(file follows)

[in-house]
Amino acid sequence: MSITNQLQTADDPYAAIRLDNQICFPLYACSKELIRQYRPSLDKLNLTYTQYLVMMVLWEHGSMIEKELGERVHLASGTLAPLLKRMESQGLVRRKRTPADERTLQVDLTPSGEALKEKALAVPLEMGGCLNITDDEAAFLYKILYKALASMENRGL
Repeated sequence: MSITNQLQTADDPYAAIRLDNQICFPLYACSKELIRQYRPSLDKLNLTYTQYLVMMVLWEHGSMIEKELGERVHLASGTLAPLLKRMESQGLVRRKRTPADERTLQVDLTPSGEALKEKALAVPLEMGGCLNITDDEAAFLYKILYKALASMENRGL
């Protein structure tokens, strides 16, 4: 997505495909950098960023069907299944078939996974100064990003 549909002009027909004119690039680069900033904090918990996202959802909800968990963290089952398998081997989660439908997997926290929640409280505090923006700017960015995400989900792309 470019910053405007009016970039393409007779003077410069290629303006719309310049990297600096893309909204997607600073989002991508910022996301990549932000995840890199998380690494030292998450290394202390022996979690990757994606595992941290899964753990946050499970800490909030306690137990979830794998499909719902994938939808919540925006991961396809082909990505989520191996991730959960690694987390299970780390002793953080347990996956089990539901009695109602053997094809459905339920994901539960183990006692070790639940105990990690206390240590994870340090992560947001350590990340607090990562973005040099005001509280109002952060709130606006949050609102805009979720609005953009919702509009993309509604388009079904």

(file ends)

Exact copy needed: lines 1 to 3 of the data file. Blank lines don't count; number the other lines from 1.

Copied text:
[in-house]
Amino acid sequence: MSITNQLQTADDPYAAIRLDNQICFPLYACSKELIRQYRPSLDKLNLTYTQYLVMMVLWEHGSMIEKELGERVHLASGTLAPLLKRMESQGLVRRKRTPADERTLQVDLTPSGEALKEKALAVPLEMGGCLNITDDEAAFLYKILYKALASMENRGL
Repeated sequence: MSITNQLQTADDPYAAIRLDNQICFPLYACSKELIRQYRPSLDKLNLTYTQYLVMMVLWEHGSMIEKELGERVHLASGTLAPLLKRMESQGLVRRKRTPADERTLQVDLTPSGEALKEKALAVPLEMGGCLNITDDEAAFLYKILYKALASMENRGL